Learn more about Tatarstan
The Republic of Tatarstan or, unofficially, Tataria (Russian: Респу́блика Татарста́н; Tatar: Cyrillic: Татарстан Республикасы, Latin: Tatarstan Respublikası) is a federal subject of Russia (a republic). The unofficial Tatarstan motto is: Buldırabız! (We can!).
| Ranked 47th |
- 67,836.2 km²
| Ranked 8th|
- est. 3,779,265 (2002)
|Federal district||Privolzhsky (Volga) Federal District|
|Official languages||Russian, Tatar|
|Legislature||State Council of Tatarstan|
|Anthem||Hymn of the Republic of Tatarstan|
The direct transliteration of its name from Russian is Respublika Tatarstan. Another Tatar version of the name reads Tatarstan Cömhüriäte (cömhüriät is another Tatar term for "republic"), but it is not official. Another version of Russian name is Тата́рия (Tatariya) and was official among with Tatar ASSR during the Soviet rule.
The Republic is located in the center of the East European Plain, approximately 800 km east of Moscow. It lies between the Volga River and the Kama River (a tributary of the Volga), and extends east to the Ural mountains.
- Area: 67,836.2 km²
- Highest point: 343 m
- Maximum N->S distance: 290 km.
- Maximum E->W distance: 460 km.
 Time zone
Major rivers include (Tatar names are given in parentheses):
- Belaya River (Ağidel) (navigable)
- Ik River (Iq)
- Kama River (Çulman) (navigable)
- Volga River (İdel) (navigable)
- Vyatka River (Noqrat) (navigable)
Major reservoirs of the republic include (Tatar names are given in parentheses):
The biggest lake is Qaban.
 Natural resources
- Average January temperature: -16°C
- Average July temperature: +19°C
- Average annual precipitation: up to 500 mm
 Administrative divisions
- Main articles: Administrative divisions of Tatarstan (Russian form), Counties of Tatarstan (Tatar form).
According to the 2002 Census, ethnic Tatars at 2,000,116 make up 52.9% of the republic's population. Other groups include Russians (1,492,602, or 39.5%), Chuvash (126,532, or 3.4%), Udmurts (24,207, or 0.6%), Ukrainians (24,016, or 0.6%), Mordvins (23,702, or 0.6%), Mari (18,787, or 0.5%), and a host of smaller groups, each accounting for less than 0.5% of the total population. Birth rate was 10.25 1000 in 2004.
Official languages are Tatar and Russian. According to the 2002 Russian Federal Law (On Languages of Peoples of the Russian Federation), the official script is Cyrillic. Tatarstan's government as well as human rights groups and some Russian intellectuals are strongly opposed to this law. <ref>Strasbourg Court To Hear On Lawsuit Promoting Tatar Latin Alphabet </ref><ref>(Russian) Верховный суд РТ признал республиканский закон о латинице недействительным, но спикер татарстанского парламента Фарид Мухаметшин считает этот вопрос открытым</ref>
- Population: 3,779,265 (2002)
- Urban: 2,790,661 (73.8%)
- Rural: 988,604 (26.2%)
- Male: 1,749,050 (46.3%)
- Female: 2,030,215 (53.7%)
- Females per 1000 males: 1,161
- Average age: 36.5 years
- Urban: 35.7 years
- Rural: 38.7 years
- Male: 33.8 years
- Female: 38.8 years
- Number of households: 1,305,360 (with 3,747,267 people)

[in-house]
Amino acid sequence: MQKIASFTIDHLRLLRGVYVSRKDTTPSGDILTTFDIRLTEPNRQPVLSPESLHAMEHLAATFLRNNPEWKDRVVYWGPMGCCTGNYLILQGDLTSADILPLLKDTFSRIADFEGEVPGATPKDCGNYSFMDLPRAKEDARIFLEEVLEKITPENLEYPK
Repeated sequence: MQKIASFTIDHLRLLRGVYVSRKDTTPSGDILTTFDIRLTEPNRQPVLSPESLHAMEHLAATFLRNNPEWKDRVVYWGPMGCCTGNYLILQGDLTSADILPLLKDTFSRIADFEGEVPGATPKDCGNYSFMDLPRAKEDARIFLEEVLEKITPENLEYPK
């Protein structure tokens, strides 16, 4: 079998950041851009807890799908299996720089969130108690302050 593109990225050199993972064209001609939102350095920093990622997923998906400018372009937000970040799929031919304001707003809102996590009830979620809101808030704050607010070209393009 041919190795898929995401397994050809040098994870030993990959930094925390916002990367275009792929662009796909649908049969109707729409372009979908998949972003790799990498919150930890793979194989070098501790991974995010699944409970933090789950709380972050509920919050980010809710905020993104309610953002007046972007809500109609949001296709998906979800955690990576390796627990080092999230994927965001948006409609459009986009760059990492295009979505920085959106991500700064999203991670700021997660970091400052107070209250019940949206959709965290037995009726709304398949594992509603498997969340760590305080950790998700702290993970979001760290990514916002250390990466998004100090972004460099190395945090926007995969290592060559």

- Urban: 970,540 (with 2,762,818 people)
- Rural: 334,820 (with 984,449 people)
The main article is History of Tatarstan
 Middle Ages
The earliest known organized state within the boundaries of Tatarstan was Volga Bulgaria (c. 700-1238 CE). The Volga Bulgars had an advanced mercantile state with trade contacts throughout Inner Eurasia, the Middle East and the Baltic, which maintained its independence despite pressure by such nations as the Khazars, the Kievan Rus and the Kipchaks. Islam was introduced by missionaries from Baghdad around the time of ibn Fadlan's journey in 922.
Volga Bulgaria finally fell to the armies of the Mongol prince Batu Khan in the late 1230s (see Mongol invasion of Volga Bulgaria.) The inhabitants, mixing with the Golden Horde's Turco-Mongolian, Kipchak-speaking troops and settlers, became known as the "Volga Tatars." In the 1430s the region again became independent as the base of the Khanate of Kazan, Kazan having been founded 170 km above by Volga from the ruined capital of the Bulgars.
Tatarstan was conquered by the troops of Tsar Ivan IV the Terrible in the 1550s, with Kazan being taken in 1552. Some Tatars were forcibly converted to Christianity and cathedrals were built in Kazan; by 1593 all mosques in the area were destroyed. The Russian government forbade the construction of mosques, a prohibition that was not lifted until the 18th century by Catherine II. The first mosque to be rebuilt under Catherine's auspices was constructed in 1766-1770.
 Modern times
In the 19th century Tatarstan became centers of Jadidism, an Islamic sect that preached a tolerance to other religions. Under the influence of Tatarstan Jadidist theologians, the Tatars were renowned for their friendly relations with other peoples of the Russian Empire. However, after the October Revolution religion was largely outlawed and all theologians were repressed.
During the Civil War of 1918-1920 Tatar nationalists attempted to establish an independent republic (the Idel-Ural State). They were, however, put down by the Bolsheviks and the Tatar Autonomous Soviet Socialist Republic was established on May 27 1920. The boundaries of the republic did not include the majority of the Volga Tatars.
 Tatarstan today
Tatarstan declared independence on August 30, 1990 as a sovereign state and no longer a subject of USSR or Russian Federation. During 1991-1994 Tatarstan was de facto independent state (called in Russia internal abroad like Chechnya). On February 15, 1994 Treaty On Delimitation of Jurisdictional Subjects and Mutual Delegation of Authority between the State Bodies of the Russian Federation and the State Bodies of the Republic of Tatarstan and Agreement between the Government of the Russian Federation and the Government of the Republic of Tatarstan (On Delimitation of Authority in the Sphere of Foreign Economic Relations) were signed. These agreements may be considered as temporary recognition of Tatarstan's independence by Russian Federation, because it mentions the Declaration on State Sovereignty of the Republic of Tatarstan. According to this agreements and own law of republic (constitution etc) Republic of Tatarstan in 1994-2000 was a sovereign state, subject of international law, associated with Russia as confederal relationship.
 Post-Soviet timeline
- 30 August 1990: Declaration of Sovereignty was proclaimed.